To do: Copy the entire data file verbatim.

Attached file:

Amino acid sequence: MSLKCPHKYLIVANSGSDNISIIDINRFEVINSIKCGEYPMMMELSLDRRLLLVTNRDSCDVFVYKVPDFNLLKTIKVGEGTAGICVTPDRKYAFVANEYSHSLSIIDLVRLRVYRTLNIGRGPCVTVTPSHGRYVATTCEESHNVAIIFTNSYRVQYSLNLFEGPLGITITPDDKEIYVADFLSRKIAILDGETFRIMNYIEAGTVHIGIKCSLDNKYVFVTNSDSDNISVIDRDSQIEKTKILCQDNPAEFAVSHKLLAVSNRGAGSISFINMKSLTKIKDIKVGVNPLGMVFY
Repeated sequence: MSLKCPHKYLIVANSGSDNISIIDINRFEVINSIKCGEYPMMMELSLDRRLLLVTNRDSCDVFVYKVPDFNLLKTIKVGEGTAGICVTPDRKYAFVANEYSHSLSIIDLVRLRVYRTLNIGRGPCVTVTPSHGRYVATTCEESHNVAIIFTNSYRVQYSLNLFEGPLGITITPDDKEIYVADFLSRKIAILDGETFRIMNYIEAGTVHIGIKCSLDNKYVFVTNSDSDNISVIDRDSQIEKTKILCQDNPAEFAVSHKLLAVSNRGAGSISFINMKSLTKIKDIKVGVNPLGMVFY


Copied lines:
Amino acid sequence: MSLKCPHKYLIVANSGSDNISIIDINRFEVINSIKCGEYPMMMELSLDRRLLLVTNRDSCDVFVYKVPDFNLLKTIKVGEGTAGICVTPDRKYAFVANEYSHSLSIIDLVRLRVYRTLNIGRGPCVTVTPSHGRYVATTCEESHNVAIIFTNSYRVQYSLNLFEGPLGITITPDDKEIYVADFLSRKIAILDGETFRIMNYIEAGTVHIGIKCSLDNKYVFVTNSDSDNISVIDRDSQIEKTKILCQDNPAEFAVSHKLLAVSNRGAGSISFINMKSLTKIKDIKVGVNPLGMVFY
Repeated sequence: MSLKCPHKYLIVANSGSDNISIIDINRFEVINSIKCGEYPMMMELSLDRRLLLVTNRDSCDVFVYKVPDFNLLKTIKVGEGTAGICVTPDRKYAFVANEYSHSLSIIDLVRLRVYRTLNIGRGPCVTVTPSHGRYVATTCEESHNVAIIFTNSYRVQYSLNLFEGPLGITITPDDKEIYVADFLSRKIAILDGETFRIMNYIEAGTVHIGIKCSLDNKYVFVTNSDSDNISVIDRDSQIEKTKILCQDNPAEFAVSHKLLAVSNRGAGSISFINMKSLTKIKDIKVGVNPLGMVFY